When we got an office in the industrial section of Williamsburg, Brooklyn (I’m from Virginia, so I always have to make sure people don’t think I’m talking about the colonial Williamsburg of field trips past), I had an idea that it would make us a little more “legit” as New Yorkers, by which I mean it would fulfill the stereotype that everyone had about living in Williamsburg at that time, but that was also kind of true. It would make us part of a community of independent creative types who made music and movies, had BBQs on roofs and threw parties in lofts, but it didn’t. The fact is that you have to be socially ambitious to get involved with those sorts of things, and that was/is one of the things I had/have serious problems with. As time wore on, our office made me feel less like a potential member of that world and more like a fake who was there only by the circumstances of geography. I still remember Missy Popadiuk explaining to me what a poser was in junior high and thinking “oh shit, that’s me.” Being there brought that feeling back and nothing encapsulated my feeling of missing out what was happening in my own backyard more than finding out about this album.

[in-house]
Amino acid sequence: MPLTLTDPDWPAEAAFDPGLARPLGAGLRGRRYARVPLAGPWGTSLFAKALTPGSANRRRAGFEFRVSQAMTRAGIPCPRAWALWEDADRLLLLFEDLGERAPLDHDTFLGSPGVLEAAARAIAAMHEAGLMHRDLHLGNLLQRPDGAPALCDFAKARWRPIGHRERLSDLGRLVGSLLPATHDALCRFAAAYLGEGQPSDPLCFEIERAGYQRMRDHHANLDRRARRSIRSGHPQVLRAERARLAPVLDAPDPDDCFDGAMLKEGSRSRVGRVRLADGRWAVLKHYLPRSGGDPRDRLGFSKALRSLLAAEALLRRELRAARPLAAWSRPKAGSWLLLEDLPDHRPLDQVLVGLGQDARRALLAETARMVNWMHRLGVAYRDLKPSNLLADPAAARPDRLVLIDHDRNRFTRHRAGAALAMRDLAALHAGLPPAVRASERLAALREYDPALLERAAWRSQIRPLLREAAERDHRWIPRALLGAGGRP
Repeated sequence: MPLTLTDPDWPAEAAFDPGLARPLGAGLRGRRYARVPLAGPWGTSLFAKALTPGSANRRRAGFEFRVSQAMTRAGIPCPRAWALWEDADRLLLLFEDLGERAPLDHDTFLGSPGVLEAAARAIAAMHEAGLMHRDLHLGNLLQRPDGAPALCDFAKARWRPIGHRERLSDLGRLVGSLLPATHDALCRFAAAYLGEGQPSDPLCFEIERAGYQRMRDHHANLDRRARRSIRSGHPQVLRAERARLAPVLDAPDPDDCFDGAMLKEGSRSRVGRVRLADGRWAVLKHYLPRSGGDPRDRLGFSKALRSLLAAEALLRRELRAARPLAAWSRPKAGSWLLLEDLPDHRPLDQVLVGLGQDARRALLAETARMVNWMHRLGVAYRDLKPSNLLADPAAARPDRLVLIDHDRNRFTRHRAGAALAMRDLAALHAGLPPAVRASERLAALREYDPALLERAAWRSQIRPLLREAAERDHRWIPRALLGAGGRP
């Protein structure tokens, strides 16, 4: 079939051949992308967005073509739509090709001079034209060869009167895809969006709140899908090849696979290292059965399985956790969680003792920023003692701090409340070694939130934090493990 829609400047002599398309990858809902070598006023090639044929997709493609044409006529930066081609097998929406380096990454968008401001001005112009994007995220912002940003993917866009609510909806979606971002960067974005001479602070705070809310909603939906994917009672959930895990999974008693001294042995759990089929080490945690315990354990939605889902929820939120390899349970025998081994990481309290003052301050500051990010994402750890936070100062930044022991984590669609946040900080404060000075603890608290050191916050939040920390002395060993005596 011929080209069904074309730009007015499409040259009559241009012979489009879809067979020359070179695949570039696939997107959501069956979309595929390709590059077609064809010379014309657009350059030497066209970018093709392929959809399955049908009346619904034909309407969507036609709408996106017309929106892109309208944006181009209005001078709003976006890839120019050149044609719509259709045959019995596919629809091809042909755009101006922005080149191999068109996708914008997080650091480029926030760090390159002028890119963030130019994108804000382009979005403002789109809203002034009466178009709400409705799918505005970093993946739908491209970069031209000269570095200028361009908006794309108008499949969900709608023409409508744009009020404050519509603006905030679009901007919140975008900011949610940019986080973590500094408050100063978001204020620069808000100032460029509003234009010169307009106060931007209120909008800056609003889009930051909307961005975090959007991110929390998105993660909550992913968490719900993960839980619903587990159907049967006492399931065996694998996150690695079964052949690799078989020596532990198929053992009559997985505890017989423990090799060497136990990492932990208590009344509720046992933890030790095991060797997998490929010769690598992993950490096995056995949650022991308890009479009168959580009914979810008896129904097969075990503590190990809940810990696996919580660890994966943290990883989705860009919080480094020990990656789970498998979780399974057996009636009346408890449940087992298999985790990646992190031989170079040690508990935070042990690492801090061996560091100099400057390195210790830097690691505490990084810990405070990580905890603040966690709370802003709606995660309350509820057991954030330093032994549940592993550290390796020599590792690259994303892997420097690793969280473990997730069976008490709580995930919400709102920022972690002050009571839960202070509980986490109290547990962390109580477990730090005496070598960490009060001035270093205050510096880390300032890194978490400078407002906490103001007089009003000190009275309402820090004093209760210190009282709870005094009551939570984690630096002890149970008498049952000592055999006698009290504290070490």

Black Dice, Deerhunter, Blood on the Wall, and other Brooklyn bands of the like that filled this compilation were precisely the sort of acts I tended to load my iPod up with and mark my calendar for, so finding out that they’d all made exclusive material for a compilation of note excited me. But as I read more about it and learned where it’d been recorded, that same old feeling of missing out and failing to be present and being false started to haunt me again. I’d put the album on my iPod with every intention of giving it a good listen, but when I scrolled by it, I wouldn’t stop, and when it came up on shuffle, I’d skip forward. It’s specter loomed larger and larger, and, eventually, I stopped pretending that I wanted to listen to it, but I could never get rid of it because it was still everything I’d wanted to be.